THE priestly function is not peculiar to any nation or age. Through the mediation of the priest, the human heart has ever intuitively sought to bridge the chasm between the holy One and fallen man. No effort of genius has ever taken, or can ever take, from the conscience of humanity the necessity of this mediation. It will not avail the skeptic to say it is a relic of the barbarous ages; for, alike with the roving tribes of Asia, and the ignorant hordes of Africa, the most enlightened minds of Europe and America have felt this truth and acknowledged its necessity. The false philosophies, sciences and civilizations of those ages have long since been discarded; but the combined efforts of infidelity, adorned by the greatest genius, and wielding the logic and rhetoric of every age, have only served to deepen this universal conviction.
Whence, then, the priestly office? Human wisdom could not have originated it; but, when once revealed, the necessities of man's fallen nature impelled him, intuitively and forever, to appropriate it. How one sinful creature can become the sanctified and accepted mediator between his fellows and the just and holy One is far beyond the ken of human vision. But when that holy One, by His own will and ceremonial law, sanctifies to Himself a holy priesthood, the heart intuitively accepts it as the divine basis of human redemption, and hence the only hope of a lost and fallen world.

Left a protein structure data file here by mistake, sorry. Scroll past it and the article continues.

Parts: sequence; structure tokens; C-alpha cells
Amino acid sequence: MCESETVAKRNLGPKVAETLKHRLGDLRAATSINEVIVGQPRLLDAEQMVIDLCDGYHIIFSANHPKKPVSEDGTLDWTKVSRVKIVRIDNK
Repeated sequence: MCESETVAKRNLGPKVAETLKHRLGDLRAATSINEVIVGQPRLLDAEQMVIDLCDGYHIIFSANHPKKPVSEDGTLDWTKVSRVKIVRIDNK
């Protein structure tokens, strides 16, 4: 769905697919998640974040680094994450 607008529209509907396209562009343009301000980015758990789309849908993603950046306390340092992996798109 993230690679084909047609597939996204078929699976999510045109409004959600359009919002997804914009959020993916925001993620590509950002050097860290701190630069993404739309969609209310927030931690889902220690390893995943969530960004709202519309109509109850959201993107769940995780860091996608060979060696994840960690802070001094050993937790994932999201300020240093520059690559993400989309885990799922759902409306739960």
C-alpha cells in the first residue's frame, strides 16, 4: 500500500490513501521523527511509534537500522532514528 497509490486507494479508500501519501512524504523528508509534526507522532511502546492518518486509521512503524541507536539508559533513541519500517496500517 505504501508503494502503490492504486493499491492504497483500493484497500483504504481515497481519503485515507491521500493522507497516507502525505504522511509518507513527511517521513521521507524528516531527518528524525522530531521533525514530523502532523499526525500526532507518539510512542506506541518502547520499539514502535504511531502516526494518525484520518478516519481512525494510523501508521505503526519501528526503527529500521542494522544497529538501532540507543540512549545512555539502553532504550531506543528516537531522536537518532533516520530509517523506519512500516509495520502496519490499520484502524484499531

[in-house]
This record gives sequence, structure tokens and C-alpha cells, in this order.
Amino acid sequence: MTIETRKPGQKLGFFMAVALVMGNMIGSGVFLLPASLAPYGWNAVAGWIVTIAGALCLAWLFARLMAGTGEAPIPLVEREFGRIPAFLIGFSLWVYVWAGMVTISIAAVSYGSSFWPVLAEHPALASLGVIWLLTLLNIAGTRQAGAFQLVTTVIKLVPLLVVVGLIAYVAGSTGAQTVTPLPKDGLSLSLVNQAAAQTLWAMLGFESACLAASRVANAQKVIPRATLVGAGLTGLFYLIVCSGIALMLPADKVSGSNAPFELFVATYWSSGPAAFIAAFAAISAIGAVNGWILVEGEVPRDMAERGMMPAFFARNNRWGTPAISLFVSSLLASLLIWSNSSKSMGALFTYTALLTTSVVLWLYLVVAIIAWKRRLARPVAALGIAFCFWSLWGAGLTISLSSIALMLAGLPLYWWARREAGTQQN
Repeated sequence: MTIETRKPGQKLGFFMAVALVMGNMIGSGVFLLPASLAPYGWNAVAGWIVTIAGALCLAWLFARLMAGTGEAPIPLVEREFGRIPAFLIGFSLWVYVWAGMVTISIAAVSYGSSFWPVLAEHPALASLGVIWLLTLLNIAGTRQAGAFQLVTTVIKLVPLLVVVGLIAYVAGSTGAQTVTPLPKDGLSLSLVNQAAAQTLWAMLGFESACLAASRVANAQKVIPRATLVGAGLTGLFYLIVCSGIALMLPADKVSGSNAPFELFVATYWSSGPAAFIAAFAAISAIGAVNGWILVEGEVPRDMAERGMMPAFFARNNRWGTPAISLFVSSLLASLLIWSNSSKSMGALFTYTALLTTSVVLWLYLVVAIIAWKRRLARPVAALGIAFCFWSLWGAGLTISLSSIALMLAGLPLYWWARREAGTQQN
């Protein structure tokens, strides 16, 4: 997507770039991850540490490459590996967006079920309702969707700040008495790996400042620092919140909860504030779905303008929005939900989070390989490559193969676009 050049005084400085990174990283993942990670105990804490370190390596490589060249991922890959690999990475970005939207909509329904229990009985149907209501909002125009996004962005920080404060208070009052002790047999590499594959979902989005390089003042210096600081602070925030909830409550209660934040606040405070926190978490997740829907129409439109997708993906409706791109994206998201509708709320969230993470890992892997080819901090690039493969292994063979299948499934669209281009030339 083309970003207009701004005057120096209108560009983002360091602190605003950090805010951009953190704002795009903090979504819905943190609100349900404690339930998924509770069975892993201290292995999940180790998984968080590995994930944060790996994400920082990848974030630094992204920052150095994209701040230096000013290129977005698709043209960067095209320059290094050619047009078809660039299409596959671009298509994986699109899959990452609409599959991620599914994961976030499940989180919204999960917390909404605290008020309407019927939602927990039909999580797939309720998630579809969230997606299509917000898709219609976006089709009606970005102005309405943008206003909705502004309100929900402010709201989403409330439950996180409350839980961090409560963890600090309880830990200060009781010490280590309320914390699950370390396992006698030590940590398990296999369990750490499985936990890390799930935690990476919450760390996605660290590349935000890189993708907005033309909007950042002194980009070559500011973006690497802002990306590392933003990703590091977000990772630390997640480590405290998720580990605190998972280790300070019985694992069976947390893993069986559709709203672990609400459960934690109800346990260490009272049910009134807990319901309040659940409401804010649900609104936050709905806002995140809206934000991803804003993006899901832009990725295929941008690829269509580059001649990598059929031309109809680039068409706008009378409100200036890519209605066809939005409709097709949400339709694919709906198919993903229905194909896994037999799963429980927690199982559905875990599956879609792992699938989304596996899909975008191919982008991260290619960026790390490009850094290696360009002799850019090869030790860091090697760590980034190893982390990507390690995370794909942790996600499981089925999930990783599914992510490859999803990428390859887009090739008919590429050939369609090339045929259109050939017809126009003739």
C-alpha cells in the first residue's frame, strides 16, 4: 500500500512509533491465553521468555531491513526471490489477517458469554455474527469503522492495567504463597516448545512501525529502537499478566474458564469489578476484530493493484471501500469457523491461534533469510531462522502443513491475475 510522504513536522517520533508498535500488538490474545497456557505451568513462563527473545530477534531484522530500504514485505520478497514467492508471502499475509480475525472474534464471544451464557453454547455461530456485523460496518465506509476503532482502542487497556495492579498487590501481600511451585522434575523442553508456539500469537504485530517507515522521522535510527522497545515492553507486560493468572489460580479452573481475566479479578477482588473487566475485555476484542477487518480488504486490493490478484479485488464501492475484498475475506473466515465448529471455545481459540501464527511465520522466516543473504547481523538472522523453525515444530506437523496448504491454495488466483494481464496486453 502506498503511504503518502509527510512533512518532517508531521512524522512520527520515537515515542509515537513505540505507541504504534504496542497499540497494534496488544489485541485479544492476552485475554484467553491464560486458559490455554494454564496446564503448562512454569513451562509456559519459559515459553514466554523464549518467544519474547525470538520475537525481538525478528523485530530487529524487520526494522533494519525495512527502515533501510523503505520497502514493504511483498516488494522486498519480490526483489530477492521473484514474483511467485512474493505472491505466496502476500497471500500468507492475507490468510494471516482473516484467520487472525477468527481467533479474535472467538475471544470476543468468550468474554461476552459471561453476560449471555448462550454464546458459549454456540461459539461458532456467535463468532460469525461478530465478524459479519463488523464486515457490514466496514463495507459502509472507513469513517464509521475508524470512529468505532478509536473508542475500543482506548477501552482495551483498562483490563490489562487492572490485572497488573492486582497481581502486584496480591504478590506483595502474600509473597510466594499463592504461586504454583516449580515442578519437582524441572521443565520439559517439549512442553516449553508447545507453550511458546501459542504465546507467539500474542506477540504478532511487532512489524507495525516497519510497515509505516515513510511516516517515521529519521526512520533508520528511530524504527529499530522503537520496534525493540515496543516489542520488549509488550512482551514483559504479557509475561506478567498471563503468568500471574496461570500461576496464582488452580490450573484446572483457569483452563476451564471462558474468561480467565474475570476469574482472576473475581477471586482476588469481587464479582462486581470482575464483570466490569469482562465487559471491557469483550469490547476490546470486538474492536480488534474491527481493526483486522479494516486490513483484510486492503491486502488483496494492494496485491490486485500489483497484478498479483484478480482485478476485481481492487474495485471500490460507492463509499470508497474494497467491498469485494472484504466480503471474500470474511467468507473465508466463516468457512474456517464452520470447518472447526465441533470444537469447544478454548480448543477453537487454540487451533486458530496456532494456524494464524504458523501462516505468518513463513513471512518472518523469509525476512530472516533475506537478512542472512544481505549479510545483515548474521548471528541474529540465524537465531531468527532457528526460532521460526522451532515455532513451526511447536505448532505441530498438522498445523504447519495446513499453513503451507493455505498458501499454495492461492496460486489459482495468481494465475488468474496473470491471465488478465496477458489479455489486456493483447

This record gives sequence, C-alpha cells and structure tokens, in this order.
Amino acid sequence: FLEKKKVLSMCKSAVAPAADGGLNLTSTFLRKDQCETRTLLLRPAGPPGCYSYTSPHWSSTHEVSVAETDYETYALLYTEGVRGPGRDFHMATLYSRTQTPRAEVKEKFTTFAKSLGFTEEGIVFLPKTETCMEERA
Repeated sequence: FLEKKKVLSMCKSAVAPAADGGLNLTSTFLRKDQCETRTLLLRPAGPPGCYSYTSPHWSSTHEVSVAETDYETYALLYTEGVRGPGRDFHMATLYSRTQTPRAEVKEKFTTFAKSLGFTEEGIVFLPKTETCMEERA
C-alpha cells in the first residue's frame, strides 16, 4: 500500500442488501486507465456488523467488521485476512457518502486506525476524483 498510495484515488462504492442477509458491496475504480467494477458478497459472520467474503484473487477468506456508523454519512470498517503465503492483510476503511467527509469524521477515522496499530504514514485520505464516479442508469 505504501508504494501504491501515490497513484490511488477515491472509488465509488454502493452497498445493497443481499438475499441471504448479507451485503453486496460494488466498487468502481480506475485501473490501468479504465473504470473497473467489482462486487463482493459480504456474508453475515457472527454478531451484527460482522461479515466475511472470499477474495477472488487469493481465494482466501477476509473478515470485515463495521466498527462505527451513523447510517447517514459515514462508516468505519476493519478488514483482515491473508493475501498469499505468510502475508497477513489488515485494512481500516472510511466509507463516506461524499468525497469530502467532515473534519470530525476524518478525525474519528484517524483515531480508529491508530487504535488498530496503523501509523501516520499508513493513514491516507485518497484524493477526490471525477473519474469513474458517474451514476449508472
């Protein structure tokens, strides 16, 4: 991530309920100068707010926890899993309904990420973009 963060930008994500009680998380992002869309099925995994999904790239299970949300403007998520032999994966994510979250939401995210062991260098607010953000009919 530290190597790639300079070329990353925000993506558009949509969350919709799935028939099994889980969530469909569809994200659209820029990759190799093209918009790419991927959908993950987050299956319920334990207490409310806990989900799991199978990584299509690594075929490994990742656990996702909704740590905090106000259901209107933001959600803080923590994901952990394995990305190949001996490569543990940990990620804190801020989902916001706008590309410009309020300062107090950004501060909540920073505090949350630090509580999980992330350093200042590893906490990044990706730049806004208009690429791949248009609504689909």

The first intimation of a priesthood that we have in the word of God is in connection with him whose order was destined to become illustrious throughout the cycles of time. Melchisedec is called "king of Salem, and priest of the most high God"--a royal priest to whom even Abraham paid tithes. Again, in the days of Joseph, we read of Potipherah, priest of On, or Heliopolis, in Egypt; and of the priests generally, as a distinct and greatly honored class in that country. Afterward, we read of "Jethro, priest of Midian, "who so kindly received and entertained the future lawgiver of Israel. During all this period, we find no divine statute consecrating any family or class to the priestly order. Nor was the sacerdotal office reckoned among the rights of primogeniture, as some suppose. These the Scripture itself limits to pre-eminence among the brethren, and a double portion of the inheritance (1 Chron. 5:1-4). In the patriarchal age, while no one was forbidden the altar, yet the father, by common consent, and of right, as the head of the family, stood before God and interceded in behalf of his children. As families grew into nations, kings, as national heads, and for the same reasons, sometimes, and especially upon great festive occasions, performed priestly duties. But we are not to conclude, from all this, that God did not signify His choice and divine acceptance of His faithful priests, else whence the glory and renown of Melchisedec, not only among his own people, but among all the nations of Asia? By His providences, God had marked him as the "blessed of the Lord," "the priest of the most high God." During this dispensation every man could build his own altar, and offer thereon his sacrifices. There was no tabernacle, with its consecrated altar, upon which all sacrifices must be offered. The humble worshiper of God might build his altar upon Ararat, in the grove of Mamre, or in the vale of Shechem, and offer there his sacrifices.